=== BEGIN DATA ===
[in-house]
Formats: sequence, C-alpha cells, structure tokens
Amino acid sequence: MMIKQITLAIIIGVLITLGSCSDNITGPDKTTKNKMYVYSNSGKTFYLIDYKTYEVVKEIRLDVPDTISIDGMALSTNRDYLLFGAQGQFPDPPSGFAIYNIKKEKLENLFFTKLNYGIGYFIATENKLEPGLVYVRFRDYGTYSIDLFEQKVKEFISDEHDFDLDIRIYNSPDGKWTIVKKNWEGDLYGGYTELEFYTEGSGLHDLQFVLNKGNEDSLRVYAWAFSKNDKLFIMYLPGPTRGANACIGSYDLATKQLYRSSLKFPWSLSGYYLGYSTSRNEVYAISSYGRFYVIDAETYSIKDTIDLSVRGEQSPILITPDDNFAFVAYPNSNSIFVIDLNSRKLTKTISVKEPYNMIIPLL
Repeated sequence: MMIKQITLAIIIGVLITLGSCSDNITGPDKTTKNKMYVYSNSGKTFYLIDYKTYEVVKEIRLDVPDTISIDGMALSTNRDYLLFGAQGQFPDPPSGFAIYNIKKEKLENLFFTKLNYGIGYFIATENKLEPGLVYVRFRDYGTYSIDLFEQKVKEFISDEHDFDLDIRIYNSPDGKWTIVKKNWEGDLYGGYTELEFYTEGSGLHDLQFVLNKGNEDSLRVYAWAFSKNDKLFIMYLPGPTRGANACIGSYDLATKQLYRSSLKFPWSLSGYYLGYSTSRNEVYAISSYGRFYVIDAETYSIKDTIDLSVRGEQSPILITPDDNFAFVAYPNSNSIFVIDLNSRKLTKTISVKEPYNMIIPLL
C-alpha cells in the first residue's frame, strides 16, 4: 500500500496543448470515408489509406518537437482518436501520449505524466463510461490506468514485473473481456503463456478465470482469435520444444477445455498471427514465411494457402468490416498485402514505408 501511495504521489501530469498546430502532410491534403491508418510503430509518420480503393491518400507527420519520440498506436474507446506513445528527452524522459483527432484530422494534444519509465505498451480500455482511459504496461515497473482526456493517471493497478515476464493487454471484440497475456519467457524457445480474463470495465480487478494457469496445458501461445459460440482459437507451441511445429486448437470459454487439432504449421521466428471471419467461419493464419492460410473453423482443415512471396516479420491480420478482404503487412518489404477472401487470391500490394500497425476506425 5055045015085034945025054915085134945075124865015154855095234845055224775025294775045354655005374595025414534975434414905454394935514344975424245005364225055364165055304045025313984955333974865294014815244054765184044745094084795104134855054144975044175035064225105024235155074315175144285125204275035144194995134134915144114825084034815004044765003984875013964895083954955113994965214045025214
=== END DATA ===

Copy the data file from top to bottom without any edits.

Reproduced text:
[in-house]
Formats: sequence, C-alpha cells, structure tokens
Amino acid sequence: MMIKQITLAIIIGVLITLGSCSDNITGPDKTTKNKMYVYSNSGKTFYLIDYKTYEVVKEIRLDVPDTISIDGMALSTNRDYLLFGAQGQFPDPPSGFAIYNIKKEKLENLFFTKLNYGIGYFIATENKLEPGLVYVRFRDYGTYSIDLFEQKVKEFISDEHDFDLDIRIYNSPDGKWTIVKKNWEGDLYGGYTELEFYTEGSGLHDLQFVLNKGNEDSLRVYAWAFSKNDKLFIMYLPGPTRGANACIGSYDLATKQLYRSSLKFPWSLSGYYLGYSTSRNEVYAISSYGRFYVIDAETYSIKDTIDLSVRGEQSPILITPDDNFAFVAYPNSNSIFVIDLNSRKLTKTISVKEPYNMIIPLL
Repeated sequence: MMIKQITLAIIIGVLITLGSCSDNITGPDKTTKNKMYVYSNSGKTFYLIDYKTYEVVKEIRLDVPDTISIDGMALSTNRDYLLFGAQGQFPDPPSGFAIYNIKKEKLENLFFTKLNYGIGYFIATENKLEPGLVYVRFRDYGTYSIDLFEQKVKEFISDEHDFDLDIRIYNSPDGKWTIVKKNWEGDLYGGYTELEFYTEGSGLHDLQFVLNKGNEDSLRVYAWAFSKNDKLFIMYLPGPTRGANACIGSYDLATKQLYRSSLKFPWSLSGYYLGYSTSRNEVYAISSYGRFYVIDAETYSIKDTIDLSVRGEQSPILITPDDNFAFVAYPNSNSIFVIDLNSRKLTKTISVKEPYNMIIPLL
C-alpha cells in the first residue's frame, strides 16, 4: 500500500496543448470515408489509406518537437482518436501520449505524466463510461490506468514485473473481456503463456478465470482469435520444444477445455498471427514465411494457402468490416498485402514505408 501511495504521489501530469498546430502532410491534403491508418510503430509518420480503393491518400507527420519520440498506436474507446506513445528527452524522459483527432484530422494534444519509465505498451480500455482511459504496461515497473482526456493517471493497478515476464493487454471484440497475456519467457524457445480474463470495465480487478494457469496445458501461445459460440482459437507451441511445429486448437470459454487439432504449421521466428471471419467461419493464419492460410473453423482443415512471396516479420491480420478482404503487412518489404477472401487470391500490394500497425476506425 5055045015085034945025054915085134945075124865015154855095234845055224775025294775045354655005374595025414534975434414905454394935514344975424245005364225055364165055304045025313984955333974865294014815244054765184044745094084795104134855054144975044175035064225105024235155074315175144285125204275035144194995134134915144114825084034815004044765003984875013964895083954955113994965214045025214